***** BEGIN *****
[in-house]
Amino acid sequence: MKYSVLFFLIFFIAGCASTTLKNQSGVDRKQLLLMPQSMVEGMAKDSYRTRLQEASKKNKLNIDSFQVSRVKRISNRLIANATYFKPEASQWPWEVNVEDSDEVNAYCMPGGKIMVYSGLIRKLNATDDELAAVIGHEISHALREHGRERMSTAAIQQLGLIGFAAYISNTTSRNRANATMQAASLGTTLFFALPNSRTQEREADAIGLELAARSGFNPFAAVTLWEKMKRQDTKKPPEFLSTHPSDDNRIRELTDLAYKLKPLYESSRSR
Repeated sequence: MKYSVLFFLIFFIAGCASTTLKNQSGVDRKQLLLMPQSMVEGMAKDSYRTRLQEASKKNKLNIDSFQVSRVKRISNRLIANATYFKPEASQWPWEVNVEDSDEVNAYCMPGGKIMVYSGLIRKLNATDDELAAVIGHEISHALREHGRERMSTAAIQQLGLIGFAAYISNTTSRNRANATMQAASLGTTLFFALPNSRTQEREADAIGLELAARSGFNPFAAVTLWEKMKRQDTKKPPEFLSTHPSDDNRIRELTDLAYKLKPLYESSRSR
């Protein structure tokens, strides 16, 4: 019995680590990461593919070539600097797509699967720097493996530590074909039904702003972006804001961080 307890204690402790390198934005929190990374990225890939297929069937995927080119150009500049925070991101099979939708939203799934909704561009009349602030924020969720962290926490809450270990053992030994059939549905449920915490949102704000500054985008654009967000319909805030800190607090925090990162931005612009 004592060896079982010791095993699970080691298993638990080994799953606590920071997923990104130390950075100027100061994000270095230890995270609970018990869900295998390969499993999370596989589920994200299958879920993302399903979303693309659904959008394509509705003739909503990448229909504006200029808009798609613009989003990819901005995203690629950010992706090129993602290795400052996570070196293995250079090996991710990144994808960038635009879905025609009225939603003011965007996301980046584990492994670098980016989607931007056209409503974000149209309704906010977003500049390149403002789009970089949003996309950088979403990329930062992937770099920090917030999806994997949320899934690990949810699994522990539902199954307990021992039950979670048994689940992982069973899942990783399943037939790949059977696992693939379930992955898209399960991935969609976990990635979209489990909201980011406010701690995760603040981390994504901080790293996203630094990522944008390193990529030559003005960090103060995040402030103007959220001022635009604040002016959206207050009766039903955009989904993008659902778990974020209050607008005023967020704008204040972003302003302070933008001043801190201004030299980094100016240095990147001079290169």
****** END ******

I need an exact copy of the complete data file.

[in-house]
Amino acid sequence: MKYSVLFFLIFFIAGCASTTLKNQSGVDRKQLLLMPQSMVEGMAKDSYRTRLQEASKKNKLNIDSFQVSRVKRISNRLIANATYFKPEASQWPWEVNVEDSDEVNAYCMPGGKIMVYSGLIRKLNATDDELAAVIGHEISHALREHGRERMSTAAIQQLGLIGFAAYISNTTSRNRANATMQAASLGTTLFFALPNSRTQEREADAIGLELAARSGFNPFAAVTLWEKMKRQDTKKPPEFLSTHPSDDNRIRELTDLAYKLKPLYESSRSR
Repeated sequence: MKYSVLFFLIFFIAGCASTTLKNQSGVDRKQLLLMPQSMVEGMAKDSYRTRLQEASKKNKLNIDSFQVSRVKRISNRLIANATYFKPEASQWPWEVNVEDSDEVNAYCMPGGKIMVYSGLIRKLNATDDELAAVIGHEISHALREHGRERMSTAAIQQLGLIGFAAYISNTTSRNRANATMQAASLGTTLFFALPNSRTQEREADAIGLELAARSGFNPFAAVTLWEKMKRQDTKKPPEFLSTHPSDDNRIRELTDLAYKLKPLYESSRSR
């Protein structure tokens, strides 16, 4: 019995680590990461593919070539600097797509699967720097493996530590074909039904702003972006804001961080 307890204690402790390198934005929190990374990225890939297929069937995927080119150009500049925070991101099979939708939203799934909704561009009349602030924020969720962290926490809450270990053992030994059939549905449920915490949102704000500054985008654009967000319909805030800190607090925090990162931005612009 004592060896079982010791095993699970080691298993638990080994799953606590920071997923990104130390950075100027100061994000270095230890995270609970018990869900295998390969499993999370596989589920994200299958879920993302399903979303693309659904959008394509509705003739909503990448229909504006200029808009798609613009989003990819901005995203690629950010992706090129993602290795400052996570070196293995250079090996991710990144994808960038635009879905025609009225939603003011965007996301980046584990492994670098980016989607931007056209409503974000149209309704906010977003500049390149403002789009970089949003996309950088979403990329930062992937770099920090917030999806994997949320899934690990949810699994522990539902199954307990021992039950979670048994689940992982069973899942990783399943037939790949059977696992693939379930992955898209399960991935969609976990990635979209489990909201980011406010701690995760603040981390994504901080790293996203630094990522944008390193990529030559003005960090103060995040402030103007959220001022635009604040002016959206207050009766039903955009989904993008659902778990974020209050607008005023967020704008204040972003302003302070933008001043801190201004030299980094100016240095990147001079290169």